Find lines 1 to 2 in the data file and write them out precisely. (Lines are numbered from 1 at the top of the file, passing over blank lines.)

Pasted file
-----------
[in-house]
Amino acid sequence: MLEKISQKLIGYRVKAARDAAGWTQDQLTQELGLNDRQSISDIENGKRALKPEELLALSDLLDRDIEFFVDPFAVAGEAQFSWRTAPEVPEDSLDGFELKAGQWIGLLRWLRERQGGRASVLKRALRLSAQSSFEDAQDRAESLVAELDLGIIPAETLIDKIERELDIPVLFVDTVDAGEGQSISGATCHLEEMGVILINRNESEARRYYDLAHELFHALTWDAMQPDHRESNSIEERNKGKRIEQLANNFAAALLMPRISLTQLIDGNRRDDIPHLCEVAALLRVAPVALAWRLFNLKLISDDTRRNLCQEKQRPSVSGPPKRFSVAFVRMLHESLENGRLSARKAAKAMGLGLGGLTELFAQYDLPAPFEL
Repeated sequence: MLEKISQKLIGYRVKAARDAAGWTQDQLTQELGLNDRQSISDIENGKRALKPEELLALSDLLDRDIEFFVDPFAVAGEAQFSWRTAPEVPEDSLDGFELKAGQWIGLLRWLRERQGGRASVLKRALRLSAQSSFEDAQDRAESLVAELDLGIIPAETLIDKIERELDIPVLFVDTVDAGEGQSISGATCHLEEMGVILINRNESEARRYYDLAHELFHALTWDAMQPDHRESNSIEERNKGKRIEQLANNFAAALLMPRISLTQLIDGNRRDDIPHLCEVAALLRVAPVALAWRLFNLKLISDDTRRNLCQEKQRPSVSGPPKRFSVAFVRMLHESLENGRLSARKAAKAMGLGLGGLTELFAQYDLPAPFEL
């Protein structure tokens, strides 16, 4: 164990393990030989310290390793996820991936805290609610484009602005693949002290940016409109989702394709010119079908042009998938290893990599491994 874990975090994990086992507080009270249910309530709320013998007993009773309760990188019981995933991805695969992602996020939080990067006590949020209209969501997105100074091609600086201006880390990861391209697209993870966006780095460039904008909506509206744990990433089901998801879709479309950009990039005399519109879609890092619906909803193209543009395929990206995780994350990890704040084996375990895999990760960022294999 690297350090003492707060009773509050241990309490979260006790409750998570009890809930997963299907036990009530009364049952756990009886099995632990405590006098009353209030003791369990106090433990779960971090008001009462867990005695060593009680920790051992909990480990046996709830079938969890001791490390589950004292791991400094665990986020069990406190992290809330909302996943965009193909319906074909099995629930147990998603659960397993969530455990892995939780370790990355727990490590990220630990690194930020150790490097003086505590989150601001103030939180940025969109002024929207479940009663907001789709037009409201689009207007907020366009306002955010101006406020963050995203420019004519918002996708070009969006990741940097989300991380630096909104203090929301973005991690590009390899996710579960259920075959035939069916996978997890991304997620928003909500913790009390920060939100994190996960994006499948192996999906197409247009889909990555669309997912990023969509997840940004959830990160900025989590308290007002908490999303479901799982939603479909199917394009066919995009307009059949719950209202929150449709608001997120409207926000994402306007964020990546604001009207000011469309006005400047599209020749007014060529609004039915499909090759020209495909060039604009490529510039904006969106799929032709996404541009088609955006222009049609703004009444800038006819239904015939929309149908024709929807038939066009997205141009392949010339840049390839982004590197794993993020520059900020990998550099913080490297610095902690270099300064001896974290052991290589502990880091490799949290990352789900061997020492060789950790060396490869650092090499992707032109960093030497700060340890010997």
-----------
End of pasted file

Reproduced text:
[in-house]
Amino acid sequence: MLEKISQKLIGYRVKAARDAAGWTQDQLTQELGLNDRQSISDIENGKRALKPEELLALSDLLDRDIEFFVDPFAVAGEAQFSWRTAPEVPEDSLDGFELKAGQWIGLLRWLRERQGGRASVLKRALRLSAQSSFEDAQDRAESLVAELDLGIIPAETLIDKIERELDIPVLFVDTVDAGEGQSISGATCHLEEMGVILINRNESEARRYYDLAHELFHALTWDAMQPDHRESNSIEERNKGKRIEQLANNFAAALLMPRISLTQLIDGNRRDDIPHLCEVAALLRVAPVALAWRLFNLKLISDDTRRNLCQEKQRPSVSGPPKRFSVAFVRMLHESLENGRLSARKAAKAMGLGLGGLTELFAQYDLPAPFEL